But the introduction of a mobile operation does not necessarily mean the end of the service. Telkom Kenya introduced a similar service and has done everything possible to push the boundaries of what it could do before getting a mobile licence in the run-up to privatisation. The national rate for the service (mirroring the mobile pricing structure for the purposes of favourable comparison) is KS5.50. It was estimated to have 400,000 subscribers and is going to continue to offer the service.
Two possible reasons explain this move: firstly, it's got to keep making the loan payments so it might as well get something back; and secondly, this strange hybrid service that is cheaper than mobile operators but not quite as extensive is probably a lower price, short to mid-term niche market.
Although less successful, Kenyan insurgent challengers Flashcom and Popote have between them attracted 10,000 subscribers and again the pattern of higher data than voice revenues appears. In 2007, Popote was actually getting 80% of its revenues from data so you could argue that it's an ISP with a small telco attached.
Even in the most unpromising countries it has had something to offer and as tough markets go, Chad is probably a hard one to beat. In 2006 Sotel Chad had 13,000 fixed lines. With ZTE CDMA 2000 equipment it launched a fixed wireless service called Tawali. It is now planning a US$24 million investment again underwritten by a loan. The pilot phase was in Ndjamena and it has attracted 4,000 users, half of whom are data users. Phase 2 will see an additional 15 base stations in Ndjamena and a further 57 in the main cities across the country.
The prize for best innovator with CDMA 2000 goes to Ghana's Kasapa which as the country's sole CDMA operator has also remained a minority market share player. It has used the same technology but got ISPs to sell it to their customers. As it has a presence in seven out of ten provinces it has allowed smaller ISPs to remain competitive with the dominant incumbent Ghana Telecom. The ISPs keep about a third of the revenues. It also has plans to introduce EVDO on to the service by the end of this year or early in 2009.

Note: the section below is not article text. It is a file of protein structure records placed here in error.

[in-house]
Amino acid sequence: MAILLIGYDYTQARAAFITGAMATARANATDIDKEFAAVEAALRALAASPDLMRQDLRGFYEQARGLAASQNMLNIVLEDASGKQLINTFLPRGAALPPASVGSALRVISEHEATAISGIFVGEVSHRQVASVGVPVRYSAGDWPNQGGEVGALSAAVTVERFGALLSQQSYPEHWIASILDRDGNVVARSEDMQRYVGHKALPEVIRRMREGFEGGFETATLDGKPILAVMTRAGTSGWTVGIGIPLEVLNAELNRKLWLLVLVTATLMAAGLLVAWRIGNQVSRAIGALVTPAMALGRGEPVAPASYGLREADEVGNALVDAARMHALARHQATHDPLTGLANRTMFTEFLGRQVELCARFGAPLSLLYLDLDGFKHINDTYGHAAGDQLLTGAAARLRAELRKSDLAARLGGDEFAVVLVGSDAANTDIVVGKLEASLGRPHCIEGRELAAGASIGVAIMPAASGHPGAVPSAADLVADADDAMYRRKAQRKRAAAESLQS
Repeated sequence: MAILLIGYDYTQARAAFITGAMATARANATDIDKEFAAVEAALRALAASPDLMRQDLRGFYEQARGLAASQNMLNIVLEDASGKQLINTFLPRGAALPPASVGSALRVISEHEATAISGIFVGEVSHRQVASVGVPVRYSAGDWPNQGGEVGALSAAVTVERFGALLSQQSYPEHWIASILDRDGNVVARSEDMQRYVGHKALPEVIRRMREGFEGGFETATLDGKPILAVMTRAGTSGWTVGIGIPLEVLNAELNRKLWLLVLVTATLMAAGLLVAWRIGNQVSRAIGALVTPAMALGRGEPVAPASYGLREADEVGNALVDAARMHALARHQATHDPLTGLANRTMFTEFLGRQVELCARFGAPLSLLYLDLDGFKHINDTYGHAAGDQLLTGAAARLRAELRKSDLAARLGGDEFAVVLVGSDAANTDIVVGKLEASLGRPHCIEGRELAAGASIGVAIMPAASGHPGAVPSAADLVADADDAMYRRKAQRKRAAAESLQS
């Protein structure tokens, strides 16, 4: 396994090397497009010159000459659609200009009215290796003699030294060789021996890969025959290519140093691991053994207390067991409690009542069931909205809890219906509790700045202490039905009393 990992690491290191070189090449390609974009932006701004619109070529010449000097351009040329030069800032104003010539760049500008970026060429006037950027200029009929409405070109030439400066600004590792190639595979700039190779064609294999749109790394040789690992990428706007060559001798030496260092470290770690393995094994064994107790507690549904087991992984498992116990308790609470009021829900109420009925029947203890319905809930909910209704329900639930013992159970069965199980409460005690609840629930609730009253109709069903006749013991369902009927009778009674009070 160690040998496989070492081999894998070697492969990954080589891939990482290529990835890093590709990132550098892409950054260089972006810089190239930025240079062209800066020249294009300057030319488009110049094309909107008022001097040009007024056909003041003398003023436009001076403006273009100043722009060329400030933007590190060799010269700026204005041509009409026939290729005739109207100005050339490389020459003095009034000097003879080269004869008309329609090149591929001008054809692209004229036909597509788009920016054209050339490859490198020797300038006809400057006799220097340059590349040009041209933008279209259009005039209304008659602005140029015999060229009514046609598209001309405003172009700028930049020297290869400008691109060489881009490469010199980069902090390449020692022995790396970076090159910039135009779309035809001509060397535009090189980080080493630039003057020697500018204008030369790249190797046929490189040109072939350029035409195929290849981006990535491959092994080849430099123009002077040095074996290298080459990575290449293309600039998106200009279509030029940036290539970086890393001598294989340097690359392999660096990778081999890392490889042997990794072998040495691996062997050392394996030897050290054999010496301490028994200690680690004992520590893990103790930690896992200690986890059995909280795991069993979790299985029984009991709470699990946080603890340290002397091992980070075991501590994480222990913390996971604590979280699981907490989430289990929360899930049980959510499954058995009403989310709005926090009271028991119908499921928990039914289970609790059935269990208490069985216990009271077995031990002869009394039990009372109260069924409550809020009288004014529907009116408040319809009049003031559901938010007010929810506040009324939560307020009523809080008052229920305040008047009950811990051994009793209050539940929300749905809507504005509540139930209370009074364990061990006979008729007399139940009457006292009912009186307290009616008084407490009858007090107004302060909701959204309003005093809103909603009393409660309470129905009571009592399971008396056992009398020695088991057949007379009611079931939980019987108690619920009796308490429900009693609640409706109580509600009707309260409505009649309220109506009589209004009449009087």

The difficulty for CDMA 2000 is that just as it gets a foothold, both the technology and bandwidth that can be delivered to customers is being ratcheted up another notch. Even Telecom Namibia took a side bet by ordering Wi-MAX units from Alvarion in February 2007 to upgrade local loop systems "in order to provide primary telecommunications voice services, broadband data and high-speed Internet access.
The mobile companies are trying out WiMAX, most notably MTN in three different countries. The WiMAX mobile standard – 802.16 e – is now in place. It's only a matter of time before someone will want to see if they can run a business on it and what better place to try than Africa. Not so long ago Huawei had no WiMAX offering but now it has two: its base station 3707 and a wireless broadband gateway WASN 9770.
Companies trying to enter Triple Play market and are trialling mobile TV are engaged in a constant upward revision of their network capacity. GSM networks were vey narrowband and were not designed for the kind of data traffic volumes now being envisaged. CDMA 2000 does not seem to have an upgrade path that will deal with the bright and shiny African multimedia future.
But technology is progressing at a breathless pace and WiMAX may itself yet be overtaken by Long Term Evolution (LTE), the actual standard for which is the glamorously titled 3GPP Release 8 which is considered 4G and offers an IP architecture for that elusive moment not so far in the future when voice and data are all just bits. So as ever, it's a case of standing upright on a rolling log as it moves downhill…